He is in awe of warriors from the past and aspires to be like them. He thinks the flag bearer of an army was the most important person in ancient times because he would be the first to give his life up for his country during a war. His idea of a warrior is one who is healthy, strong, loyal and has high moral principles.To his great disappointment, the commandant at his national service camp did not live up to expectations. His sense of humour is his saving grace, says Mohamed.

It is difficult to watch my nephew's thwarted expectation. The only thing I could do was to offer him quiet support and to gently tell him that all teenagers experience disappointing situations every now and again. I remind myself that he has to go through adverse conditions such as failure, disappointment, loneliness and grief in order to discover unknown and interesting things about his character. He must acquire the ability to feel better quickly after something unpleasant. And I think he handled this particular tough moment very well.


Tuesday, January 24, 2012

Without money, food and other things

PERTIWI Soup Kitchen volunteers distribute food and drink to the needy regularly.


The homeless are everywhere. Sometimes I see them walking the sidewalks of the less glamorous parts of Kuala Lumpur city. I caught two sleeping on a pavement opposite the bus station at Puduraya. I don't think about them all the time but they are on my radar screen.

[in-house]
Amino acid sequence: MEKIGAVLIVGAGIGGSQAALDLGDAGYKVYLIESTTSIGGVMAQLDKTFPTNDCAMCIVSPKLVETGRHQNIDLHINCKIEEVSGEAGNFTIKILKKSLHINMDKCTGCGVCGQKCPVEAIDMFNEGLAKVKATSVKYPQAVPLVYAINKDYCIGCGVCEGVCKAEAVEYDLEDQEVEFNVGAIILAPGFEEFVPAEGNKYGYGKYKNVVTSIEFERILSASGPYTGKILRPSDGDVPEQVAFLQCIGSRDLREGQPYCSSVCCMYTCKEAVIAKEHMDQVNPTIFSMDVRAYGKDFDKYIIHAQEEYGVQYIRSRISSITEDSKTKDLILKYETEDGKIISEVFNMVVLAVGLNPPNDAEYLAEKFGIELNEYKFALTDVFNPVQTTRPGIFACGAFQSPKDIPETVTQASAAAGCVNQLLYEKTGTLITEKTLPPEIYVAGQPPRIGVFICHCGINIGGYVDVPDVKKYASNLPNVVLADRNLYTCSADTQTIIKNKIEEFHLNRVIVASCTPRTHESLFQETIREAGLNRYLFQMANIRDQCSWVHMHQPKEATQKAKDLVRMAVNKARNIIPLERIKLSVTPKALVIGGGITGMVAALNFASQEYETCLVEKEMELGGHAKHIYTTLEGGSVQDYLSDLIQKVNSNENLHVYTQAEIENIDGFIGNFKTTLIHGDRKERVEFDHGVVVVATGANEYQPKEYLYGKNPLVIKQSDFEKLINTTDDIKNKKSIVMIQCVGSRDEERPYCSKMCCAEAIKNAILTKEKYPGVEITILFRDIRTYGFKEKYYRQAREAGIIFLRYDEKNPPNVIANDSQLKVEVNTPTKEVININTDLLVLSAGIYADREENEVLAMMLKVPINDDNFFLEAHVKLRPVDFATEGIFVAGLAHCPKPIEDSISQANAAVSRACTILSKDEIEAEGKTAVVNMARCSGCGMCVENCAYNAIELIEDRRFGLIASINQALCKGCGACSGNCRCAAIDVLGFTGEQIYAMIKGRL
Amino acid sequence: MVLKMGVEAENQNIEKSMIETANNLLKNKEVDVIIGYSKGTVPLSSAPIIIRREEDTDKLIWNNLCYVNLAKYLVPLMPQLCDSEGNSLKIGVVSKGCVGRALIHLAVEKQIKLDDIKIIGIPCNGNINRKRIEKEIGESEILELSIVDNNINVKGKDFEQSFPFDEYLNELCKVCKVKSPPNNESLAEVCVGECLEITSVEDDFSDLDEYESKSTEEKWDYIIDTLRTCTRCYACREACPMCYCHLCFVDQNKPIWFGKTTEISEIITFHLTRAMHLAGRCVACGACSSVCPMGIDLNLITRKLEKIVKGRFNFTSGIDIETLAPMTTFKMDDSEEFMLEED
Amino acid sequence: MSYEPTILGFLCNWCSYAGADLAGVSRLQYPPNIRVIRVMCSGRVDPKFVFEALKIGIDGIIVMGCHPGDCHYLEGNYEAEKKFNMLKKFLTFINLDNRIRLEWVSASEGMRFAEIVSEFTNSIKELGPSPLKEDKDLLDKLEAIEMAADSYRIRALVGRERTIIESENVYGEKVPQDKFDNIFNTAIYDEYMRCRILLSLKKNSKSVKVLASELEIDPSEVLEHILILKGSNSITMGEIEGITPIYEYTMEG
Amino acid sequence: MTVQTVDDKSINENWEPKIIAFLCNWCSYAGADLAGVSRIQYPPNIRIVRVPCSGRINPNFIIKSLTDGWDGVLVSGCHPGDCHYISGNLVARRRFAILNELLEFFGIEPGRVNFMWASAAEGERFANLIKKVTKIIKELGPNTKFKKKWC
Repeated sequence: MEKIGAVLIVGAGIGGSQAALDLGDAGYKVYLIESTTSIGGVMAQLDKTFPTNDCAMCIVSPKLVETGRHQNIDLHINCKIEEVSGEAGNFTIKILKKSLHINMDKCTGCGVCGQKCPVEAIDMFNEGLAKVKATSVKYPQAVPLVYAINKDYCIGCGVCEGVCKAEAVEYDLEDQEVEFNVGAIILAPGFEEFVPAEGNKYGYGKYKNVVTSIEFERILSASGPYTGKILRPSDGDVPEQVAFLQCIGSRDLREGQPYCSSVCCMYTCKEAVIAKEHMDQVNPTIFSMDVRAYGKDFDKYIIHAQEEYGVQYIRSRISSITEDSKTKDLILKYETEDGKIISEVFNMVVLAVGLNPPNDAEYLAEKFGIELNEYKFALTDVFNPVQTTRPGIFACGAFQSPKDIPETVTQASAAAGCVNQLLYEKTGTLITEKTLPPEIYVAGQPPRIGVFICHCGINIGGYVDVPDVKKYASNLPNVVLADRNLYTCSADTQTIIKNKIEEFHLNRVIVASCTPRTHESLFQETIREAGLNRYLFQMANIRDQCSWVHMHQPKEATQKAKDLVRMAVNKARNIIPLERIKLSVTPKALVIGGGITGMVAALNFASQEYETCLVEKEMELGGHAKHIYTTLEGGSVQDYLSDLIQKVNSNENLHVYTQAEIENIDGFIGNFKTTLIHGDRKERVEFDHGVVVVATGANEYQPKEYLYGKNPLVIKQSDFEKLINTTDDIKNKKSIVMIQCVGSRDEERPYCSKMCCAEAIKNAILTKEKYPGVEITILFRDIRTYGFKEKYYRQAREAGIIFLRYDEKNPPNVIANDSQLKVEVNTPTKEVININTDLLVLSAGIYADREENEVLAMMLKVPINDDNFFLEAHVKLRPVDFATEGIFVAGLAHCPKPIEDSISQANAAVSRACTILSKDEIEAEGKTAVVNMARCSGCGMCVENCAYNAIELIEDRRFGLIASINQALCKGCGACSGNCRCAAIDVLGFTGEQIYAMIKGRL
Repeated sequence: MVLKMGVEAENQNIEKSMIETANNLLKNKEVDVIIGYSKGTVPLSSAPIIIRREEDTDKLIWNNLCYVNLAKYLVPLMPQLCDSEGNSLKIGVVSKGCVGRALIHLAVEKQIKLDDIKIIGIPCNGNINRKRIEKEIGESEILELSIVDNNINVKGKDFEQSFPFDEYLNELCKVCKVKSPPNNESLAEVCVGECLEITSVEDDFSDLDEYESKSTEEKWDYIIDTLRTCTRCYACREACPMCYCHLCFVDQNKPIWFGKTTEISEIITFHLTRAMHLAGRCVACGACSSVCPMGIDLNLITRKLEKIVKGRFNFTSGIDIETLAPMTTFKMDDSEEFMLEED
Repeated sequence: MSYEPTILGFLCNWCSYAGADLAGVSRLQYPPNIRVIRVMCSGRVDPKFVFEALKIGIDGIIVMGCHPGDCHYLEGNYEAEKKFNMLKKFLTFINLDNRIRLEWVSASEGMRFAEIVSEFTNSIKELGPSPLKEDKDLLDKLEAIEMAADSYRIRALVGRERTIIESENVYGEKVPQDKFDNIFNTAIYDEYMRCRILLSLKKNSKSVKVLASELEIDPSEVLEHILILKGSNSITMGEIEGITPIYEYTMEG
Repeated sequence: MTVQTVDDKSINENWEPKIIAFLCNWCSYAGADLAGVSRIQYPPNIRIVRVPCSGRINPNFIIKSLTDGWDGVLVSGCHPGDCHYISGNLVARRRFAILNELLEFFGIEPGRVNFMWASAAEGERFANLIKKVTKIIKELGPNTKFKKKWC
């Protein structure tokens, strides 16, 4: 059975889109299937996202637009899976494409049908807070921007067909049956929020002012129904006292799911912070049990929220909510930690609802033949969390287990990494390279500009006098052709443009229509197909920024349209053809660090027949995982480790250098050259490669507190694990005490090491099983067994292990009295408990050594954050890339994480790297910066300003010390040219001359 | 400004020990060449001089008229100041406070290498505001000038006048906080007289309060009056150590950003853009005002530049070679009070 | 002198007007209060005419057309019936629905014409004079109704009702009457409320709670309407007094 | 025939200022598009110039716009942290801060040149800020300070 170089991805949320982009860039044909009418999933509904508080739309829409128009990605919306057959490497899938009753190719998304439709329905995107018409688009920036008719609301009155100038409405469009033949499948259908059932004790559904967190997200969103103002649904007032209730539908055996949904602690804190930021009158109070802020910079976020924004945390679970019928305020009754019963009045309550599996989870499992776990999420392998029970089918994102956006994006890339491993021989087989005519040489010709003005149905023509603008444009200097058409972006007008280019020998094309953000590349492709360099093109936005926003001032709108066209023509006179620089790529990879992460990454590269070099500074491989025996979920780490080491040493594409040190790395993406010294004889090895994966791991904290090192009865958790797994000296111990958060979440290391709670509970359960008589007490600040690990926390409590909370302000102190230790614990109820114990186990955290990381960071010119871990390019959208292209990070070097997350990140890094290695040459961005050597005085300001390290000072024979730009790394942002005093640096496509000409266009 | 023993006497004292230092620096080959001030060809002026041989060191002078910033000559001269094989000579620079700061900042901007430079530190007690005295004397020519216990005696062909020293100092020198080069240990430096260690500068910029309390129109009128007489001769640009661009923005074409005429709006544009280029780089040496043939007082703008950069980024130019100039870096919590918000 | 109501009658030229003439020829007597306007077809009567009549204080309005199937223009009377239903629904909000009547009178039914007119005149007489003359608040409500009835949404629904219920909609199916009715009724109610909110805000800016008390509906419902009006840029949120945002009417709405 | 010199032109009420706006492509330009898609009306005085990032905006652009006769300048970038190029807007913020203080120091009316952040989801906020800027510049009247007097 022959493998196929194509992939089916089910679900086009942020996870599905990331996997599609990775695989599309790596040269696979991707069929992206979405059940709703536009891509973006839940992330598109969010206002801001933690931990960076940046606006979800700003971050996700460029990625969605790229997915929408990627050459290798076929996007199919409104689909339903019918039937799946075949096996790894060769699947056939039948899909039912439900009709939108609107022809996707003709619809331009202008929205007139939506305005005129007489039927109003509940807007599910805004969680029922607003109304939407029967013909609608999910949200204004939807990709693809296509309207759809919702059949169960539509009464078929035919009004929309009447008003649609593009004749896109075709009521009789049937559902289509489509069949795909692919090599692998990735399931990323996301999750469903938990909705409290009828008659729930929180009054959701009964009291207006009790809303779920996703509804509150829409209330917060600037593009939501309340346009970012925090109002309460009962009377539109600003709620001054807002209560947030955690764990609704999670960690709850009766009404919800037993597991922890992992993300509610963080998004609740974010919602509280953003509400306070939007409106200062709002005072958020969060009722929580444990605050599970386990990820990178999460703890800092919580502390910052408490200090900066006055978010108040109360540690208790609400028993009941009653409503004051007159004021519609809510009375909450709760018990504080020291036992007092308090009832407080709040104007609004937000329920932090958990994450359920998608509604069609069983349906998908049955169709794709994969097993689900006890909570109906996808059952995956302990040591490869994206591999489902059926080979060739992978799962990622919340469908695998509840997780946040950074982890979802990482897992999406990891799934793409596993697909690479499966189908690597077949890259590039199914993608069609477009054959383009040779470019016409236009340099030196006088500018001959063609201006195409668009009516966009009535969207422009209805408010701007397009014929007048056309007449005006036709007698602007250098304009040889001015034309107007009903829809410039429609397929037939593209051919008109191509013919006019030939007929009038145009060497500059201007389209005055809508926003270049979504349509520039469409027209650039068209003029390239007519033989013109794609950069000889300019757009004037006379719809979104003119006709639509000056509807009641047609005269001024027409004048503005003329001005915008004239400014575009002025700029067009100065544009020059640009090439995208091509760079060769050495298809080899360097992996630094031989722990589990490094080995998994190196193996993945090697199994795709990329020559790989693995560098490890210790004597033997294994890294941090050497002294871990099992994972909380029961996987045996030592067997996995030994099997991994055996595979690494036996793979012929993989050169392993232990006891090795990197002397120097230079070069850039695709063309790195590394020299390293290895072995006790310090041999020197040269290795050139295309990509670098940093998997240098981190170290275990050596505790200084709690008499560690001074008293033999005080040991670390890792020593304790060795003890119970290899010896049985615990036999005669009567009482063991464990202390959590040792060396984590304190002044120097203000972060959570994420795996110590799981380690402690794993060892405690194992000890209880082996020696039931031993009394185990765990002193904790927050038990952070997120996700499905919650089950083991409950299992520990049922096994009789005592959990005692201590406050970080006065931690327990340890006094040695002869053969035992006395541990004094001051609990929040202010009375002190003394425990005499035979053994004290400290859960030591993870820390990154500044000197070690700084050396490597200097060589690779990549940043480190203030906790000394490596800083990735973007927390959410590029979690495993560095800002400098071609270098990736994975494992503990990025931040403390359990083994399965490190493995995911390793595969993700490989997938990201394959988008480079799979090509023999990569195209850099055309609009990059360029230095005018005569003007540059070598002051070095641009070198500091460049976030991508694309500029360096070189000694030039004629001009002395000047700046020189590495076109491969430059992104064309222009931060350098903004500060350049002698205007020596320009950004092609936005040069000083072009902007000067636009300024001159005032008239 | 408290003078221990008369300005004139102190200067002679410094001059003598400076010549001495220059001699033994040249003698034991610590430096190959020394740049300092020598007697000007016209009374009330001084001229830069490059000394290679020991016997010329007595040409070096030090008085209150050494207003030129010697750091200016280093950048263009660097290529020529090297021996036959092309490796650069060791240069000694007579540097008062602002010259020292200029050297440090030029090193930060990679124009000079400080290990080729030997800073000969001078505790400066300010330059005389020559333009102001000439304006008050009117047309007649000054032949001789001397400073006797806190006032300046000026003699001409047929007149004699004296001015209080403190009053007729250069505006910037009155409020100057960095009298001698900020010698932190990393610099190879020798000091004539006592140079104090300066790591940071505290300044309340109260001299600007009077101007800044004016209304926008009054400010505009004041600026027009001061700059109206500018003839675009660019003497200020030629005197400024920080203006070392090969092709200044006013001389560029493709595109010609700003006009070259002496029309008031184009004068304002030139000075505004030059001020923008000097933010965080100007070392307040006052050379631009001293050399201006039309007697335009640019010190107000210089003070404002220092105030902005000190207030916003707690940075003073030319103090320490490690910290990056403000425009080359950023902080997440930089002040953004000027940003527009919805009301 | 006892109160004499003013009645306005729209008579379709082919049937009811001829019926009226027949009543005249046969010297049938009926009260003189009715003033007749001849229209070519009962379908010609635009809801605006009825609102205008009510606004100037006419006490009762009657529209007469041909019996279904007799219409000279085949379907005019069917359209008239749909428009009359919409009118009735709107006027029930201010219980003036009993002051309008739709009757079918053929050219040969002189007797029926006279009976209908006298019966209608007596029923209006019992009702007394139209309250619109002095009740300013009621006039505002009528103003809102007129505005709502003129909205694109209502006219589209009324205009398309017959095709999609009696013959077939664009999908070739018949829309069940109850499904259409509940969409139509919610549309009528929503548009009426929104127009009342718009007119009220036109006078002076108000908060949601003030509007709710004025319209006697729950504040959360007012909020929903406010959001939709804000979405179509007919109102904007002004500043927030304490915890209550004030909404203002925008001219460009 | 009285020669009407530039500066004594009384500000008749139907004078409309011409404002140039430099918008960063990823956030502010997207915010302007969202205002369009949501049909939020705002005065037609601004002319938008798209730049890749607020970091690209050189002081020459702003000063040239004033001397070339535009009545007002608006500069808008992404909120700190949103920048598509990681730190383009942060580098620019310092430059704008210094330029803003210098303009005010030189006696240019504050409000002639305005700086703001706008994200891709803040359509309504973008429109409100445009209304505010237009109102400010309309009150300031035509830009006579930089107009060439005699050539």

I saw them again recently at the area behind Tune Hotel at Medan Tuanku. I had accompanied a photojournalist friend who wanted to take pictures for a magazine of members of PERTIWI Soup Kitchen serving meals to the homeless and hungry. The NGO does this on a regular basis and visit various locations around Kuala Lumpur distributing food and drink to the needy.




He quenched his thirst with a hot drink.



A long queue of homeless people built up as soon as PERTIWI volunteers set up tables for the soup kitchen. Women and men quietly waited for their turn to take their food and drink. Those who have received theirs smiled in appreciation and disappeared to their favourite spots in the immediate vicinity to enjoy their rations.

They were also given hygiene packs, courtesy of HSBC Bank Malaysia Berhad.


Did this meal satisfy his hunger?



Observe good personal hygiene.




Where do they go after this? Where will they sleep tonight? What dreams do they have? Do they think of their families? What's for breakfast tomorrow? When will their next meal be? Where will they take their shower?

I ask myself these questions each time I come face to face with a homeless person. And if I thought I was safe from such a fate, I had better think again.

"I'll never be homeless." What an arrogant assumption! Lots of evidence reveal otherwise. The fact is, a series of incidents in our lives can leave us completely destitute for years. Click here for one example.

PERTIWI Soup Kitchen: pertiwisoupkitchen@gmail.com